From Glasgow to Connecticut just in time for the American Historic Preservation Movement
As the American historic preservation movement was gaining momentum in the 1960s, John Canning, a young journeyman in Glasgow, Scotland, was preparing to immigrate with his wife and three daughters to Connecticut.
While still in Glasgow, John spent many years working to become a certified Guild member. He served his five-year apprenticeship in the applied decorative arts as a church decorator after studying and completing proper requirements at the Scottish Decorative Trade Institute, Glasgow Stow College of Building, and Glasgow School of Art. During this time, John mastered the art of replicating Old World techniques and materials. To this day, church projects still remain a passion for John and his expert team of artists at John Canning & Company.
The Canning family’s arrival in Connecticut in the early 1970s coincided with the beginning of historic building restoration interest in the Northeast. After speaking at one of Hartford’s early preservation conferences, it became clear to John that the tradesman was the missing link in the newly forming U.S. preservation movement. There were scholars to do the scientific research, and architects and engineers to make plans and design, but the input of the tradesman – applied knowledge of Old World finishes, decorative painting techniques and materials, and the ability to interpret scholarly studies and original methods of execution – was missing. The architect, scholar, and tradesman were (and are) the ideal preservation team in order to maintain the utmost authenticity.
Just such a team – of which John was an integral part – was assembled for the exquisitely successful restoration of Battell Chapel at Yale University. Shortly thereafter, he helped take on the comprehensive restoration of the Connecticut State Capitol in Hartford. Both projects provided the turning point in John’s career from private home decoration, to the restoration of major public buildings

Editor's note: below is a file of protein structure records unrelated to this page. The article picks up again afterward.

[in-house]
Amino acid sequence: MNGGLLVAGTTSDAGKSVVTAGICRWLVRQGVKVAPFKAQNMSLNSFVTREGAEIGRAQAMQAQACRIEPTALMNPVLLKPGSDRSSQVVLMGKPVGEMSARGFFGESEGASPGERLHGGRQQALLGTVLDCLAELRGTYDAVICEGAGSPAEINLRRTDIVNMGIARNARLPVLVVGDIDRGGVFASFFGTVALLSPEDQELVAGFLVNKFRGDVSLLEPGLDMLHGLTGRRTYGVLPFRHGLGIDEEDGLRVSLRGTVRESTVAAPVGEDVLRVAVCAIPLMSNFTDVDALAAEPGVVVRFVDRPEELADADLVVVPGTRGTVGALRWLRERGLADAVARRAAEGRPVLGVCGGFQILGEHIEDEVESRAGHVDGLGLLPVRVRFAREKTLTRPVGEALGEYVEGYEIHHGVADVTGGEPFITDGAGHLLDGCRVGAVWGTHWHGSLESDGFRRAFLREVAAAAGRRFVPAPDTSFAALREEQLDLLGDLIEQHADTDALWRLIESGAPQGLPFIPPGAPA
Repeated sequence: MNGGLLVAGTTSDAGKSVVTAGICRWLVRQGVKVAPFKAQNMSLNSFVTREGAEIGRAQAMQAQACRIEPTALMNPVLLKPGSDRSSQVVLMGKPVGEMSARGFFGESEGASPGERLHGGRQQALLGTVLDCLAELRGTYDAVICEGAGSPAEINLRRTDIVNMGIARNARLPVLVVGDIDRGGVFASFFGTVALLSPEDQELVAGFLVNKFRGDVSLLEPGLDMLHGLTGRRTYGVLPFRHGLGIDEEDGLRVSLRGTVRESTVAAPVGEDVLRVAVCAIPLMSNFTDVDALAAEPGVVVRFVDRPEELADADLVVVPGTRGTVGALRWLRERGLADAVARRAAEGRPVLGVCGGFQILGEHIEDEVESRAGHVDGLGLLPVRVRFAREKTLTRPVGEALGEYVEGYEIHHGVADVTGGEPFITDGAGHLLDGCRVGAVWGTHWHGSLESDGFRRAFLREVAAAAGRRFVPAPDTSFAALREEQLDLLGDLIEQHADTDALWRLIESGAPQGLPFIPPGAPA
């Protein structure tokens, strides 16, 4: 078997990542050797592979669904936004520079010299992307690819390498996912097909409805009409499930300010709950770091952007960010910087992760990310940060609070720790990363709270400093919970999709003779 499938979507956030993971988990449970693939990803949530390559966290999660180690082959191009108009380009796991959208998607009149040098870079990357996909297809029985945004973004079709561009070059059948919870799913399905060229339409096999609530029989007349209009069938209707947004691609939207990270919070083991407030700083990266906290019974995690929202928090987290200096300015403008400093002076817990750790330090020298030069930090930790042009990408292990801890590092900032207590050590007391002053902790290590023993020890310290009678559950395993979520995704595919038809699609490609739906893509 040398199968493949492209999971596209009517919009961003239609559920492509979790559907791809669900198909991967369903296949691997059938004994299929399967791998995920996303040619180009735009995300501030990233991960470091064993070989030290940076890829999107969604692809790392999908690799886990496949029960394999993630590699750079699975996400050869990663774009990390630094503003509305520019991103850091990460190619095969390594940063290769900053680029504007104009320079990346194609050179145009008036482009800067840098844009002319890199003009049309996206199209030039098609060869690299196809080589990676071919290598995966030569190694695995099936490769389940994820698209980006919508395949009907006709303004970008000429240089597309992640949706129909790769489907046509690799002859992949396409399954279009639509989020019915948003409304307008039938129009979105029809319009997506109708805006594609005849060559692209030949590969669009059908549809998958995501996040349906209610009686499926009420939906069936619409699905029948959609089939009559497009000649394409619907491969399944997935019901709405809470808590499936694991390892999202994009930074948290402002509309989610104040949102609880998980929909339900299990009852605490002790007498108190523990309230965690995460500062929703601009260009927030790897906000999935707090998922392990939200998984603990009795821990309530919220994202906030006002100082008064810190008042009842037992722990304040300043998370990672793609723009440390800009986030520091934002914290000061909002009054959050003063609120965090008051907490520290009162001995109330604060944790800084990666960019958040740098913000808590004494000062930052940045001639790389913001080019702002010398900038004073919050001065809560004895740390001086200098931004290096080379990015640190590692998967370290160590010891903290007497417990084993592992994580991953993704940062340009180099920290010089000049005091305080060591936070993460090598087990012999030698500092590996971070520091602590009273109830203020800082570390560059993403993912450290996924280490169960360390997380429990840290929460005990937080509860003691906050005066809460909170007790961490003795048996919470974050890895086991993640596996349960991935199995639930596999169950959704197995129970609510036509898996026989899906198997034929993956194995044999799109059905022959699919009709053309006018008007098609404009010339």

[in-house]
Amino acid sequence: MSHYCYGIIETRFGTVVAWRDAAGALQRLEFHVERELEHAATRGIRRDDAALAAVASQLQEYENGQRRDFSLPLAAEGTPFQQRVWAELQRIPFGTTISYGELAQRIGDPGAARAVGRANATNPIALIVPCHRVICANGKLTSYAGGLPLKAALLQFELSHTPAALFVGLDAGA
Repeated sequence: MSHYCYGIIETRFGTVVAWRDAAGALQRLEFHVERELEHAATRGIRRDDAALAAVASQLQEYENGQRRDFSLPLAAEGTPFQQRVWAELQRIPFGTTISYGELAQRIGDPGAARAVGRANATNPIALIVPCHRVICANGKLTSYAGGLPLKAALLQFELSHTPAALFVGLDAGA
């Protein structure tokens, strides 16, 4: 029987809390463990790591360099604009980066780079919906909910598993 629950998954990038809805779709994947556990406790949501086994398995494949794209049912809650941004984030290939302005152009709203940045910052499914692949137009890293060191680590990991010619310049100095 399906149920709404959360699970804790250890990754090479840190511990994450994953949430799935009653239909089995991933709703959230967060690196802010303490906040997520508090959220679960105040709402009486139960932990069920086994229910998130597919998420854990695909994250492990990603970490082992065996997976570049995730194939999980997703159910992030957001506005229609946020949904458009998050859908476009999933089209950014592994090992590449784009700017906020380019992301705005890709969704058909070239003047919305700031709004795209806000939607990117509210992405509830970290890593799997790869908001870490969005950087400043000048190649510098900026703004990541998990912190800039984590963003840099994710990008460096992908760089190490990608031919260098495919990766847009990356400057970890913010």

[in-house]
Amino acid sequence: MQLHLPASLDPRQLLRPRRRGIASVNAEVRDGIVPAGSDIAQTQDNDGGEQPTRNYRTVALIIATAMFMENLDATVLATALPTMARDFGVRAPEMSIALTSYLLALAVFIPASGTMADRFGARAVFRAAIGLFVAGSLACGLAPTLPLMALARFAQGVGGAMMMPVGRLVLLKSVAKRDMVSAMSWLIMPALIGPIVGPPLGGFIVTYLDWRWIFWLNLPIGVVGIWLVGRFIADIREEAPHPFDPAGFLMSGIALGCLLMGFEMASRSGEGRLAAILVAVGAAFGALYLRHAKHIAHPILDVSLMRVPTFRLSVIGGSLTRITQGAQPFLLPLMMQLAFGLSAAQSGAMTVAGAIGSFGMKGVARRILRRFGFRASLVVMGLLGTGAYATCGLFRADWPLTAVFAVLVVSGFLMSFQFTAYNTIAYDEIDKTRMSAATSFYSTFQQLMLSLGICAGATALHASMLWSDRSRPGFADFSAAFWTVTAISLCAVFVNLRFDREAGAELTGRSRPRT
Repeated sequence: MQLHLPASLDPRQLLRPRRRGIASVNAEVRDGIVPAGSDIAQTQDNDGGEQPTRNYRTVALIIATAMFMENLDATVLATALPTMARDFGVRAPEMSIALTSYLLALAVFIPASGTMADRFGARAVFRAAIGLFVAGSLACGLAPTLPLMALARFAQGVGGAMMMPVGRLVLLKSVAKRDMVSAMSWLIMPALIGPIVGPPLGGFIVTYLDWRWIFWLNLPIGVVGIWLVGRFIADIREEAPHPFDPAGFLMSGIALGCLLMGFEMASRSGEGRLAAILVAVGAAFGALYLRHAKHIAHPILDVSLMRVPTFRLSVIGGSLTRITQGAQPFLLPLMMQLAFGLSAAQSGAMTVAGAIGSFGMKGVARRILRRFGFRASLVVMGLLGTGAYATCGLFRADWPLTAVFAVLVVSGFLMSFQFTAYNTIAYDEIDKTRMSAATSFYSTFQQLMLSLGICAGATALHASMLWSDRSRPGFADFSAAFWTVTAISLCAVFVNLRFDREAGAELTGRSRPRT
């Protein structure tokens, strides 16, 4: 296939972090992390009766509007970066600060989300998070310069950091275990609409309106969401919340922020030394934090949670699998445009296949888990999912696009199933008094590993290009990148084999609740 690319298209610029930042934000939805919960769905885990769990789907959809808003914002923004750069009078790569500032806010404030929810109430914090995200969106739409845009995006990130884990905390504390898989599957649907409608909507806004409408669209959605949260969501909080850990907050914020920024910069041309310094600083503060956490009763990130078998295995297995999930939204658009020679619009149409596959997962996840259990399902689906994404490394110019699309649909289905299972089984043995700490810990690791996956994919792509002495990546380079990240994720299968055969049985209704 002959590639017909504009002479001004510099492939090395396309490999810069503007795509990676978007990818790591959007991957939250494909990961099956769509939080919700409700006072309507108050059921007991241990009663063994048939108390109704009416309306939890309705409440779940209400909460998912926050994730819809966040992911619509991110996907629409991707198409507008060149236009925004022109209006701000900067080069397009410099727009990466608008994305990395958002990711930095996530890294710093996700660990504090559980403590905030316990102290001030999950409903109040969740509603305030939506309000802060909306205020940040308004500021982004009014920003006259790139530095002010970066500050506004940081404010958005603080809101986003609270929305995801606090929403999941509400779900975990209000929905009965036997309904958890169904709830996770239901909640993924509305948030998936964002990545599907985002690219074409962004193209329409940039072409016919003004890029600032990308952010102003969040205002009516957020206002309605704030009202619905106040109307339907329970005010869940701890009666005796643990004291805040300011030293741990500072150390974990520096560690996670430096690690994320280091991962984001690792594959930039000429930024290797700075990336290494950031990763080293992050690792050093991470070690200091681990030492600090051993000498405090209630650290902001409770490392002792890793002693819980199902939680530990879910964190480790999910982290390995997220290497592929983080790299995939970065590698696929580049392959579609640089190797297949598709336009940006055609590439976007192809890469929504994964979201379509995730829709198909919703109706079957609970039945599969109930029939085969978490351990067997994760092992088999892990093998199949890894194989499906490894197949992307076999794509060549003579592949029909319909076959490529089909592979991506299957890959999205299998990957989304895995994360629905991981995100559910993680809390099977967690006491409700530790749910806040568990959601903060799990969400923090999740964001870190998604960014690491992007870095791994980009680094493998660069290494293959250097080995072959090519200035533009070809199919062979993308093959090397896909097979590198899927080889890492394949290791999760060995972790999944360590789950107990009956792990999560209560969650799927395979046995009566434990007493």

When John Canning started the Canning business, the company was “John Canning Ornamental Painters and Church Decorators.” Historically church buildings were the most elaborate structures sparing no decoration or embellishment. As a result, “Church Decorators” was the common UK term to illustrate the capability of a painting firm. If a firm could understand and execute the complex symbolism, artwork and purpose of a church building, they could tackle any interior. The firm changed the name to John Canning & Company because this terminology did not translate in America but sacred buildings remained an important focus for the company. Canning Liturgical Arts is a branch of John Canning & Company that developed due to the growing need for church restoration and beautification across the nation.
In the 1990s, John chose to share the helm with David Riccio, and together they have expanded the business in ways that better serve their clients. John and David’s close working relationship and combination of artistic mastery and business smarts have made them an ideal leadership team for both the staff at John Canning & Co. and the clients they have the pleasure to work with.